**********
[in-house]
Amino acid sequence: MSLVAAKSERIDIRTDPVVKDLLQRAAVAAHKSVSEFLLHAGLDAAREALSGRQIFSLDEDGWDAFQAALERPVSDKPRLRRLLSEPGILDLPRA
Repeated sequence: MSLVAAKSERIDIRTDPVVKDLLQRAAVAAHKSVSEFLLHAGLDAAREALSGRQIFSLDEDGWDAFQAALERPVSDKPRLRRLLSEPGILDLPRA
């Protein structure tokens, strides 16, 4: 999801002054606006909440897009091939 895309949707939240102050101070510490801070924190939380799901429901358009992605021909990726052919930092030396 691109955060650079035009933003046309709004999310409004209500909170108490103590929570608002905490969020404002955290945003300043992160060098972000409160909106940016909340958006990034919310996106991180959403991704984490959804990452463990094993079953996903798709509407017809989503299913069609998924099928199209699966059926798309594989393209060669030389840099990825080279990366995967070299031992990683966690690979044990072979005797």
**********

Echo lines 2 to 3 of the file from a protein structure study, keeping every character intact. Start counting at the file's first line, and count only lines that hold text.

Amino acid sequence: MSLVAAKSERIDIRTDPVVKDLLQRAAVAAHKSVSEFLLHAGLDAAREALSGRQIFSLDEDGWDAFQAALERPVSDKPRLRRLLSEPGILDLPRA
Repeated sequence: MSLVAAKSERIDIRTDPVVKDLLQRAAVAAHKSVSEFLLHAGLDAAREALSGRQIFSLDEDGWDAFQAALERPVSDKPRLRRLLSEPGILDLPRA